Since she arrived two-and-a-half years ago, Central Connecticut State University President Zulma Toro has repeatedly said she has zero tolerance for sexual misconduct and bullying.
She apparently meant it.
When the student newspaper, The Recorder, recently sought the last ten years of investigations that turned up findings of sexual misconduct among faculty and staff, along with additional reports about two other professors, Toro not only provided them to the student newspaper but to the entire Central Connecticut State University community.
“I think we are changing the culture,” Toro said Monday in an interview. “I want this institution to be a model in terms of how we handle this type of behavior in such a way that people feel empowered to come forward to share their complaints and concerns, and also for people to understand that we are going to take action when their behavior calls for action.”
“So everyone knows now, if they misbehave, there is a report with findings eventually that will be public,” Toro said. “I am not going to joke around. I am serious about this.”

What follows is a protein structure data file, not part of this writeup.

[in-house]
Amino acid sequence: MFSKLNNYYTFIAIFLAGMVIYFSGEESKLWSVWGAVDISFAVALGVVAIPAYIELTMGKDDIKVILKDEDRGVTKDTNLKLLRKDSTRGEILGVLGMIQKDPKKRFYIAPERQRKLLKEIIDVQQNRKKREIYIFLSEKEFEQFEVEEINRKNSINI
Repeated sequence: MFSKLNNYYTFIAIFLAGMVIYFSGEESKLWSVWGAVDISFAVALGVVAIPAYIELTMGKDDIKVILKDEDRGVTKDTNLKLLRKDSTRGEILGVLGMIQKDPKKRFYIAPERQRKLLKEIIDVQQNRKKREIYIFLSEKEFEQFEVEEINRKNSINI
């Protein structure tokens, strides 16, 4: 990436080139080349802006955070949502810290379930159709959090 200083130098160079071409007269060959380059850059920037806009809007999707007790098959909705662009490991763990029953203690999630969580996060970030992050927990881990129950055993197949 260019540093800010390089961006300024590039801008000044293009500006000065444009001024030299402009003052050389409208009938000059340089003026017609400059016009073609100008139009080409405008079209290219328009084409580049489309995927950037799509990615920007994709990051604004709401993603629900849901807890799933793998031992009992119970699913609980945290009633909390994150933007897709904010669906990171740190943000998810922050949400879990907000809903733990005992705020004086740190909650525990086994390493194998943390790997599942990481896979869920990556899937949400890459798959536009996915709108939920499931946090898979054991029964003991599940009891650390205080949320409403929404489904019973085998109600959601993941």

“So everyone knows now, if they misbehave, there is a report with findings eventually that will be public. I am not going to joke around. I am serious about this.”
CCSU President Zulma Toro
One of the reports released by CCSU includes the investigations of nine faculty members and staff who were all found to have violated university policies. In all but one case, the faculty no longer work for the university, having either resigned, retired, or been fired.
Several of the cases were covered extensively by the media, including one involving two theater professors, Joshua Perlstein and Thomas Delventhal, who were accused of sexual misconduct. Perlstein resigned in May with his termination hearing just days away, while Delventhal was fired later in the same month. A report released earlier this year by the university detailed the failure of the administration to take proper action on complaints of sexual misconduct over many years.
But the materials released earlier this week also include detailed reports on complaints made against two communications department professors — Serafin Mendez-Mendez and Jeffrey Teitler– in which no violations of university policy were found. The reports were specifically sought by the Recorder.
Toro said she felt it was important to release the reports, including those that had “no findings” to meet the terms of the student newspaper’s Freedom of Information Act request and to promote transparency at the university.